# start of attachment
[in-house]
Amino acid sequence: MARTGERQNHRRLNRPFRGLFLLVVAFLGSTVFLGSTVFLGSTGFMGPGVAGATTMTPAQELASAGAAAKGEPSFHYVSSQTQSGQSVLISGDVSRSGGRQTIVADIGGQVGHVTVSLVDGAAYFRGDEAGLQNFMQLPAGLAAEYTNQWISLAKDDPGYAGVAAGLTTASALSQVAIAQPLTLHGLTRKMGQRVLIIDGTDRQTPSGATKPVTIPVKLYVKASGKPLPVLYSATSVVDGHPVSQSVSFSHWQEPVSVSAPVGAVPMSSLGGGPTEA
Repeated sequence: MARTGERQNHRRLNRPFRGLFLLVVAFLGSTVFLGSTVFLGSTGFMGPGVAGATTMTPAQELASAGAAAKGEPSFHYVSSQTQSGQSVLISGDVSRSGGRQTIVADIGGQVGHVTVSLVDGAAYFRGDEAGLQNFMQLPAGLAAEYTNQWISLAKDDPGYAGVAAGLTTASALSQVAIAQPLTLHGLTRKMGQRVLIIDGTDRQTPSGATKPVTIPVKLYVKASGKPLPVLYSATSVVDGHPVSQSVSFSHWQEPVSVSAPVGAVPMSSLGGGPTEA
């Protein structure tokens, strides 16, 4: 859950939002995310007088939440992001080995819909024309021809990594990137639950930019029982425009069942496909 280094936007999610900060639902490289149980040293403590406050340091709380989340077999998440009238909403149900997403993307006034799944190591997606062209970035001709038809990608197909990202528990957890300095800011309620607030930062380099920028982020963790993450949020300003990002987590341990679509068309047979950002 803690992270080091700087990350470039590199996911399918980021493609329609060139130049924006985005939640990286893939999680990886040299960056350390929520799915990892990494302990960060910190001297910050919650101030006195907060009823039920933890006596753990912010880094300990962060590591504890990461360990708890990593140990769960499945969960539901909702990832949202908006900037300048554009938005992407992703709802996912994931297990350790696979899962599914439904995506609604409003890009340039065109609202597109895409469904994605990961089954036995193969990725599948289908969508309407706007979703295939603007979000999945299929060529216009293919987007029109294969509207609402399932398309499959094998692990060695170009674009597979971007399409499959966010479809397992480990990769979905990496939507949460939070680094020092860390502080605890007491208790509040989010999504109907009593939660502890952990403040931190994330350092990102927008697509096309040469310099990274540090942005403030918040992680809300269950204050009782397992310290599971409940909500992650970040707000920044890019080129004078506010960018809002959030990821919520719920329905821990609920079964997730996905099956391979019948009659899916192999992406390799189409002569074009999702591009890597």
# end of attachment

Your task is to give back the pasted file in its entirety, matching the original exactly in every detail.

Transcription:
[in-house]
Amino acid sequence: MARTGERQNHRRLNRPFRGLFLLVVAFLGSTVFLGSTVFLGSTGFMGPGVAGATTMTPAQELASAGAAAKGEPSFHYVSSQTQSGQSVLISGDVSRSGGRQTIVADIGGQVGHVTVSLVDGAAYFRGDEAGLQNFMQLPAGLAAEYTNQWISLAKDDPGYAGVAAGLTTASALSQVAIAQPLTLHGLTRKMGQRVLIIDGTDRQTPSGATKPVTIPVKLYVKASGKPLPVLYSATSVVDGHPVSQSVSFSHWQEPVSVSAPVGAVPMSSLGGGPTEA
Repeated sequence: MARTGERQNHRRLNRPFRGLFLLVVAFLGSTVFLGSTVFLGSTGFMGPGVAGATTMTPAQELASAGAAAKGEPSFHYVSSQTQSGQSVLISGDVSRSGGRQTIVADIGGQVGHVTVSLVDGAAYFRGDEAGLQNFMQLPAGLAAEYTNQWISLAKDDPGYAGVAAGLTTASALSQVAIAQPLTLHGLTRKMGQRVLIIDGTDRQTPSGATKPVTIPVKLYVKASGKPLPVLYSATSVVDGHPVSQSVSFSHWQEPVSVSAPVGAVPMSSLGGGPTEA
């Protein structure tokens, strides 16, 4: 859950939002995310007088939440992001080995819909024309021809990594990137639950930019029982425009069942496909 280094936007999610900060639902490289149980040293403590406050340091709380989340077999998440009238909403149900997403993307006034799944190591997606062209970035001709038809990608197909990202528990957890300095800011309620607030930062380099920028982020963790993450949020300003990002987590341990679509068309047979950002 803690992270080091700087990350470039590199996911399918980021493609329609060139130049924006985005939640990286893939999680990886040299960056350390929520799915990892990494302990960060910190001297910050919650101030006195907060009823039920933890006596753990912010880094300990962060590591504890990461360990708890990593140990769960499945969960539901909702990832949202908006900037300048554009938005992407992703709802996912994931297990350790696979899962599914439904995506609604409003890009340039065109609202597109895409469904994605990961089954036995193969990725599948289908969508309407706007979703295939603007979000999945299929060529216009293919987007029109294969509207609402399932398309499959094998692990060695170009674009597979971007399409499959966010479809397992480990990769979905990496939507949460939070680094020092860390502080605890007491208790509040989010999504109907009593939660502890952990403040931190994330350092990102927008697509096309040469310099990274540090942005403030918040992680809300269950204050009782397992310290599971409940909500992650970040707000920044890019080129004078506010960018809002959030990821919520719920329905821990609920079964997730996905099956391979019948009659899916192999992406390799189409002569074009999702591009890597």